Northwest NEWS

September 20, 1999

Front Page

Monty Roberts demonstration will benefit EquiFriends

Monty Roberts

Monty Roberts and friend.
Photo courtesy of Christopher Dydyk; copyright © 1999.

by Lisa Allen, Valley View Editor

   Monty Roberts says we all just need to listen better.

   "Communication is the key," he said last week in a telephone interview. "Whether in human relationships or with horses. Horses have a silent language, but they are very quick to become a partner. It's better to just listen."

   Roberts' book, The Man Who Listens to Horses, has touched millions of readers around the world with his dedication to non-violent teaching methods. The popular horse trainer will be in Monroe next week to demonstrate his ground-breaking Join-Up technique. The event will be on Monday, Sept. 27, from 7:30-10:30 p.m. at the Evergreen State Fairgrounds. The demonstration will benefit EquiFriends Therapeutic Riding Program of Snohomish.

   Joining Monty on this tour are two of his close equine friends: the famous Shy Boy, title character of Monty's new book and PBS special, Shy Boy--the Horse That Came In From the Wild; and Tucker, a young thoroughbred born blind and sold for slaughter, but rescued by Colorado Horse Rescue (CHR). This special horse won the hearts of volunteers at CHR, who raised the substantial funds necessary for cataract removal surgery, which restored much of his sight.

   Tucker's heartwarming story attracted the attention of both the national media and Roberts. Now adopted and living at Flag is Up Farms with Monty, Tucker's story will soon be seen on Animal Planet's TV series, Wild Rescues.

   "The purpose of the Join-Up tour is to enlighten people about the importance of humane treatment for horses and all other living creatures, and to let them know they can achieve training goals with good communication and trust," says Roberts. "A horse will give you his cooperation, either through fear or trust, but only if you gain his confidence will he ever achieve the highest levels of performance."

   Roberts begins each event by demonstrating his technique to start a young horse that has never before been ridden. He then works with up to three remedial horses, demonstrating how the principles of the technique can be applied to teach a horse to load in a trailer safely and without fear, and to overcome behavioral problems, such as kicking or bucking.

   "Traditional methods of training–fighting with the horse and using pain––take from four to six weeks," Roberts said. "I do the same thing in 30 minutes, and it's more effective."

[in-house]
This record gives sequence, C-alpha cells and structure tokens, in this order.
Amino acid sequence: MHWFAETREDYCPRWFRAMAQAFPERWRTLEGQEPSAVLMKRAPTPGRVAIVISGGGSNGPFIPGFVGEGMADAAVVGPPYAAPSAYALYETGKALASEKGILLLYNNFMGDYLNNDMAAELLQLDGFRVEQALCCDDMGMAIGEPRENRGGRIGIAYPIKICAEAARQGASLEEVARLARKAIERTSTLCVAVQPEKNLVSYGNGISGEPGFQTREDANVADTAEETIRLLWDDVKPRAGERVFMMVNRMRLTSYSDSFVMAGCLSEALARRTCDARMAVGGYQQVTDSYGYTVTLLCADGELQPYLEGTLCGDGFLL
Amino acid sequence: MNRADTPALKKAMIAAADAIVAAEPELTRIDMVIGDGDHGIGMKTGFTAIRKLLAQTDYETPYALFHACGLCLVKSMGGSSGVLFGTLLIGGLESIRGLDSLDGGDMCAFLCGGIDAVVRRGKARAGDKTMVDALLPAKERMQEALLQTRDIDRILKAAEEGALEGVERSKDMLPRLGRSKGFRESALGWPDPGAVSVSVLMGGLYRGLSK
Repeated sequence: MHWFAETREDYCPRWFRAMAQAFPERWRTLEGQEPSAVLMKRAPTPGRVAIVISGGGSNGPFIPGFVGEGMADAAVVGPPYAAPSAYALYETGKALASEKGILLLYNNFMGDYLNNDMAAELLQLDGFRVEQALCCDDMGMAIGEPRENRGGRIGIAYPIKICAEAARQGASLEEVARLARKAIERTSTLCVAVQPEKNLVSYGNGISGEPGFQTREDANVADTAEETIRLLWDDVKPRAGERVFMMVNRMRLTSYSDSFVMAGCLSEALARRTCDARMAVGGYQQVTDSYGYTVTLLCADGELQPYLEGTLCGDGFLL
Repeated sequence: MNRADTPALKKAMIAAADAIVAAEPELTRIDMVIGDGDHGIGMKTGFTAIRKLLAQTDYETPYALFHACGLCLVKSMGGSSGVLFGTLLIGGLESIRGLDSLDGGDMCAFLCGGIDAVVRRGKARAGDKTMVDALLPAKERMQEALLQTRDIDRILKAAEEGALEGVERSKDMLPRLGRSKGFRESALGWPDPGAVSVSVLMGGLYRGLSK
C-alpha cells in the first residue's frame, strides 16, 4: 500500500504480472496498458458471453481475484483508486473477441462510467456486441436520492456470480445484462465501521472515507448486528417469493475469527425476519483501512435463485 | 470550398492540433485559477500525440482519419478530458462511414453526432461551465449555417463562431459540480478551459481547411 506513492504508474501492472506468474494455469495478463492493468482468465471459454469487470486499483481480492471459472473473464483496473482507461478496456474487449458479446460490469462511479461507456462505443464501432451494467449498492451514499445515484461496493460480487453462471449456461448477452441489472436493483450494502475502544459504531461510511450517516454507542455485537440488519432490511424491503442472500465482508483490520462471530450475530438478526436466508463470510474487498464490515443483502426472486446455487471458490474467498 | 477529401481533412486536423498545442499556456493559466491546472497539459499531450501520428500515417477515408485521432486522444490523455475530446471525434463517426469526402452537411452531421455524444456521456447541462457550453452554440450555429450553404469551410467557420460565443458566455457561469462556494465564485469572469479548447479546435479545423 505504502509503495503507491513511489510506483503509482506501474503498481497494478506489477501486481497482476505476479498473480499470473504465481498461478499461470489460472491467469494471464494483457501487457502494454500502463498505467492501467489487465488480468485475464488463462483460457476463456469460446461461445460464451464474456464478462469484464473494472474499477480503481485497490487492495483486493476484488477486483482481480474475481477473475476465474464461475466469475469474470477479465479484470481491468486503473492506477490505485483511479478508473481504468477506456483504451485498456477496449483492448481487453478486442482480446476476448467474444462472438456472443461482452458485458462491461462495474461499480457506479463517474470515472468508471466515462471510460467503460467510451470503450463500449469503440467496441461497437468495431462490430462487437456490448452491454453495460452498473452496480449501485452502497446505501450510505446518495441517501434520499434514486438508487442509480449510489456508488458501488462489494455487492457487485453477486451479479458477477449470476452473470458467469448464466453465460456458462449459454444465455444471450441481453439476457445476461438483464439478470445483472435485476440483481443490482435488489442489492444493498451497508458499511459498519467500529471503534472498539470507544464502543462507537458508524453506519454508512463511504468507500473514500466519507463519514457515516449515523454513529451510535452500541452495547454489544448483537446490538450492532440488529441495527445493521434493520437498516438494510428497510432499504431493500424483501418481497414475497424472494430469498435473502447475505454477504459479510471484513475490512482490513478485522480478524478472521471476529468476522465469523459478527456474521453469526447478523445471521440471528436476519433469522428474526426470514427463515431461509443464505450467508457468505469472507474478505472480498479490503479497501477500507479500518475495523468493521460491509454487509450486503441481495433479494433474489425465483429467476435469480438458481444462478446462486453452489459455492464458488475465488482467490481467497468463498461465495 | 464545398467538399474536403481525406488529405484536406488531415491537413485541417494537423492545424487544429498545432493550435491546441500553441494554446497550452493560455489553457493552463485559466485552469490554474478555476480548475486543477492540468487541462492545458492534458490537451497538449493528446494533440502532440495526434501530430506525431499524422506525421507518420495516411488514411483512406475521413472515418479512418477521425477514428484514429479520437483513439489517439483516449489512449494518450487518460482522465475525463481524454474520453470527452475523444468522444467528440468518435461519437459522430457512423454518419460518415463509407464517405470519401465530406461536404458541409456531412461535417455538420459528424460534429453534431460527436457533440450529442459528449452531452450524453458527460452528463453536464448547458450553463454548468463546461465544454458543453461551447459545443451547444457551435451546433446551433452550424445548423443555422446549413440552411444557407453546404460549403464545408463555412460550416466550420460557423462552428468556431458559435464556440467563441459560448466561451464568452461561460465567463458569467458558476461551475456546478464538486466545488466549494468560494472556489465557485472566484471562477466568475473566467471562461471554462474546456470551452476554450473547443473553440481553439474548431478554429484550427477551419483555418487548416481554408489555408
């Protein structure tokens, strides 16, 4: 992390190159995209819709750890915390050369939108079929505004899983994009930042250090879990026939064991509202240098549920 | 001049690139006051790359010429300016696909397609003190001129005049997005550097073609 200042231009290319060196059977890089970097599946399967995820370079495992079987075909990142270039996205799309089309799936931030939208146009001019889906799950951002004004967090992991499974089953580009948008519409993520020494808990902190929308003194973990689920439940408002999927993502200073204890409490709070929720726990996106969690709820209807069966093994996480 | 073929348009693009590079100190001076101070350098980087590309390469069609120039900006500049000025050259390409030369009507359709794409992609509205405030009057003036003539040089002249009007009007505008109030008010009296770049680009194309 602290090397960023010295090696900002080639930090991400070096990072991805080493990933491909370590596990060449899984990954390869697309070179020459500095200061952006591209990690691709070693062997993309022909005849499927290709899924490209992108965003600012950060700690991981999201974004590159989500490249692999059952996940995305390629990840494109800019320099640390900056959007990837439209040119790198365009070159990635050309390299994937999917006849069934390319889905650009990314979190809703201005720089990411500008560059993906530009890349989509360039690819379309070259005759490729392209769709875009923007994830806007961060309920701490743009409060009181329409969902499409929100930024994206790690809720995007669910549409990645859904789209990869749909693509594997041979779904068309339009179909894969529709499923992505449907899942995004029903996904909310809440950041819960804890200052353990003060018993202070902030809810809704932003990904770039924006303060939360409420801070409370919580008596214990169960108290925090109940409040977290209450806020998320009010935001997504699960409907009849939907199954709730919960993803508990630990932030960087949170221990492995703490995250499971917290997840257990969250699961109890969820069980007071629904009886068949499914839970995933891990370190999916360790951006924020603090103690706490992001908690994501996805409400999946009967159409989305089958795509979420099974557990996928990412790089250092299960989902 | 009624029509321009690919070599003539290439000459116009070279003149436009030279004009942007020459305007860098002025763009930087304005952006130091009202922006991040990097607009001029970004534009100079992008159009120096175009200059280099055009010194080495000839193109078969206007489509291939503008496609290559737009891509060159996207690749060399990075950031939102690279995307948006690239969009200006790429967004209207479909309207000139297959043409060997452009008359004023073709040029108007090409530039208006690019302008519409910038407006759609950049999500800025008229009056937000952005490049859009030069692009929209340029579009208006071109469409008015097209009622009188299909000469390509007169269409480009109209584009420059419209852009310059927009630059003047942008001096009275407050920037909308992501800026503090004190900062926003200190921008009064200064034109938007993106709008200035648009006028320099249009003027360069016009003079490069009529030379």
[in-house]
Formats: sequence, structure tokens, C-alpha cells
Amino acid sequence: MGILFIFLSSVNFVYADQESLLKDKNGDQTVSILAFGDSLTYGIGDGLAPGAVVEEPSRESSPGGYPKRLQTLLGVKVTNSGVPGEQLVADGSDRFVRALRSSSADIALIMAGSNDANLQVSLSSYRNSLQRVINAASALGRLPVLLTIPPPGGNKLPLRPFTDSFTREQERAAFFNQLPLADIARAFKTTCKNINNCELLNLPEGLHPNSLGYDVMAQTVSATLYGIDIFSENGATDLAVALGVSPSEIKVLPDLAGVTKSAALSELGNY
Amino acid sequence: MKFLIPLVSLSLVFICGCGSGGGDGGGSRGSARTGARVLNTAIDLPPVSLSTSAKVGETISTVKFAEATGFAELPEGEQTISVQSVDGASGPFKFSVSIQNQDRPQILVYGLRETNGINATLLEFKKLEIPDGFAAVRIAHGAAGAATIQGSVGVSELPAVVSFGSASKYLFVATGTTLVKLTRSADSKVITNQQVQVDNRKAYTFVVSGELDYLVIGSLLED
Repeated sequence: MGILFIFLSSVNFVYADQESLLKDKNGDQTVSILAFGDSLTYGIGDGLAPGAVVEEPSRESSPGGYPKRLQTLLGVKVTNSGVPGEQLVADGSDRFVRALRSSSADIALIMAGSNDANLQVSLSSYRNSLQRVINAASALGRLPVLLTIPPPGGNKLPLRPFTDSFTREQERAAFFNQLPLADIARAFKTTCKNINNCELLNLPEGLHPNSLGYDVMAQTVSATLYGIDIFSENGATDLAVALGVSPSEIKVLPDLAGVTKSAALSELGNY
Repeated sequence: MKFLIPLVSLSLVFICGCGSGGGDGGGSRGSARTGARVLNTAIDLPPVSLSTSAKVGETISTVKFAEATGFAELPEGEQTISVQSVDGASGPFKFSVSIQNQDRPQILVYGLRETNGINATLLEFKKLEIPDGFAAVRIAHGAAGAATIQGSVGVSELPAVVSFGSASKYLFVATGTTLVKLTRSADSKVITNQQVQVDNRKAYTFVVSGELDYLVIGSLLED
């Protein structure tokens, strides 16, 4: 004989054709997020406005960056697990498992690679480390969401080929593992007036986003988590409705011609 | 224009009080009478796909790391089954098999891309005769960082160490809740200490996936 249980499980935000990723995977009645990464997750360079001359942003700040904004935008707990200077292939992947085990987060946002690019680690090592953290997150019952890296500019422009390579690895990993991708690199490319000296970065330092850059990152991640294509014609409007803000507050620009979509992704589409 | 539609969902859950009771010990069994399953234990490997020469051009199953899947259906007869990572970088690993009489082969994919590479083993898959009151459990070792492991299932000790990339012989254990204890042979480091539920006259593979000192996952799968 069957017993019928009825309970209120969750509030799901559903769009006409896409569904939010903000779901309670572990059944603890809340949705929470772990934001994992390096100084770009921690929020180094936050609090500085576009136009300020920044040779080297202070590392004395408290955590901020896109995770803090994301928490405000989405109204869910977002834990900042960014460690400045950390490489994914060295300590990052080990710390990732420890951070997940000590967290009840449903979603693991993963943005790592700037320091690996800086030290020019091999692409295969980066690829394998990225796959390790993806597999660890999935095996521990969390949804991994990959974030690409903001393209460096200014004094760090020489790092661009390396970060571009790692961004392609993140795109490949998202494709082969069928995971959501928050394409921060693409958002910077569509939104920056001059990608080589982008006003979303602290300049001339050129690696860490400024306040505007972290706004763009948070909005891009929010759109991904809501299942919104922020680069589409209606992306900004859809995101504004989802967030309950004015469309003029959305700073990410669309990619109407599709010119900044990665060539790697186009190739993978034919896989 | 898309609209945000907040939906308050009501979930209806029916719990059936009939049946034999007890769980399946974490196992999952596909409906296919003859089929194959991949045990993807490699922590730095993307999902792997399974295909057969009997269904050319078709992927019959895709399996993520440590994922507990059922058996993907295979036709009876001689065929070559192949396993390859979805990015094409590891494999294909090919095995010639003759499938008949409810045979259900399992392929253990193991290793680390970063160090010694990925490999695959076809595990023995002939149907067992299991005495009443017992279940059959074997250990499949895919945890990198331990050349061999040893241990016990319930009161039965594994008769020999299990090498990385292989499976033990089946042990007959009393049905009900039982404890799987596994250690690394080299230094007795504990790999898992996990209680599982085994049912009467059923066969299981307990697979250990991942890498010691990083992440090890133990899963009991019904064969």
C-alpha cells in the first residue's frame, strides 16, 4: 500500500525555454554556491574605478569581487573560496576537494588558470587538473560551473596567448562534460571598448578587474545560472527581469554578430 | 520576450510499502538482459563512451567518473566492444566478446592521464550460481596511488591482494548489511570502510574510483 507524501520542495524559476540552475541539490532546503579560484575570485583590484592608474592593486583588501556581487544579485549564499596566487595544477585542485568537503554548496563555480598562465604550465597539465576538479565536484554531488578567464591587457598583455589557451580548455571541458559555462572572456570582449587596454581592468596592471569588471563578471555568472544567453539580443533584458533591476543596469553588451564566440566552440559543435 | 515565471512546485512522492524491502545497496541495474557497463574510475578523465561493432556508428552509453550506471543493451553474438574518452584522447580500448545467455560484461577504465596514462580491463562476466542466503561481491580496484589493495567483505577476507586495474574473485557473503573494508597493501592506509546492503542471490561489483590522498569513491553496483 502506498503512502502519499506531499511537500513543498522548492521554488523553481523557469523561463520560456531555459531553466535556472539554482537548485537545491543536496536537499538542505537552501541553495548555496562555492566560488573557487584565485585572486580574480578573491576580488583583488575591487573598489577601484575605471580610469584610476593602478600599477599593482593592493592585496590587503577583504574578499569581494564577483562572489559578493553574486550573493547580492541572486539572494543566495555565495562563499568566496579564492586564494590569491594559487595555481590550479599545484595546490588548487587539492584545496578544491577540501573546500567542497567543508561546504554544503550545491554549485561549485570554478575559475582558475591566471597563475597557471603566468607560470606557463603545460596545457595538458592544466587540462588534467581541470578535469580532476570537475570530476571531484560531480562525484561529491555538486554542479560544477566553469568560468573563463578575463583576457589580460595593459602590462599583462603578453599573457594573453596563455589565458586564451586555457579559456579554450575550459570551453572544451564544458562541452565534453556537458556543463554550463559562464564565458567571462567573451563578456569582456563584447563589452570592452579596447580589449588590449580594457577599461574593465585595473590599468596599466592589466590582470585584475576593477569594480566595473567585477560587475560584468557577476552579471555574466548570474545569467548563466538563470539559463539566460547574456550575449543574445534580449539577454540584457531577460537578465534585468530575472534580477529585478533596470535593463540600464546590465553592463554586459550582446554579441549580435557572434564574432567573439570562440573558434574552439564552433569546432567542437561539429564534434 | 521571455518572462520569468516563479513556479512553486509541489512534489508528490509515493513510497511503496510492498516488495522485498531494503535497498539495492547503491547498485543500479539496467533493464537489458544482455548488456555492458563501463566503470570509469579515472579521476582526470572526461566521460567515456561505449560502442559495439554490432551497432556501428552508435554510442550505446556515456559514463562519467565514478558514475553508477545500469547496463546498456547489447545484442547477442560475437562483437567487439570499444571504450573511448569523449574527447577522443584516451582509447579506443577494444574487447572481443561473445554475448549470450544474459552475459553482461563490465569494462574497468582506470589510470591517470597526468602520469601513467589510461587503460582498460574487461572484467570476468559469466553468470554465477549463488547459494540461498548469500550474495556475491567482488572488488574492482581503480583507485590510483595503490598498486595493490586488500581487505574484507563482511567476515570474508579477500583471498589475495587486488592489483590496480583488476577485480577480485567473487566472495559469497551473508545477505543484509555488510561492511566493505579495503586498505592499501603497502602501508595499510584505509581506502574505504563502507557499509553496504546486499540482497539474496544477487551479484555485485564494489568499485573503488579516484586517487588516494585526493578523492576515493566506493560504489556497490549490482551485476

Using the horses' silent language--which he calls "Equus"--Roberts wins their confidence and trust. Horses typically learn to accept the saddle and bridle without fear, and can be ridden for the first time.

   "We are thrilled to be the beneficiary organization for this truly inspiring event," said Evie Bredeson, development director for EquiFriends Therapeutic Riding Program. "Our efforts to provide therapeutic programs for people with disabilities depend heavily on fundraising and donations, and Mr. Roberts' demonstration will help raise much-needed funds to support our continued efforts."

   According to Mel Thomas, executive director, EquiFriends serves over 100 students in 46 classes a week, utilizing 245 volunteers. Founded in 1989 in Monroe by Bredeson and Duvall residents Crish Lydon and her daughter Jackie, who was the original instructor, EquiFriends now operates out of Warren Wood Farms in Snohomish. EquiFriends is a non-profit program that depends on fund-raisers, contributions, and minimal tuition for its financial welfare. They are fully accredited by the North American Riding for the Handicapped Association (NARHA).

   Roberts' first book, The Man Who Listens to Horses, soared to #2 on the New York Times Best-Seller List in its hardcover version and remained on the list for over a year. Now in paperback, this inspiring page-turner has sold more than four million copies throughout the world. His second book, Shy Boy--The Horse That Came In From The Wild, released in May, is also a New York Times Best-Seller.

   General admission seating is $25 per night, and a limited number of VIP tickets are also available at $75. The VIP admission includes ringside seating and a one-hour reception and book signing with Roberts beginning at 5:30 p.m.

   Tickets are available by calling the toll-free number, 888/U2-MONTY (888/826-6689). For more information about Roberts' 1999 tour schedule, visit his website at www.montyroberts.com.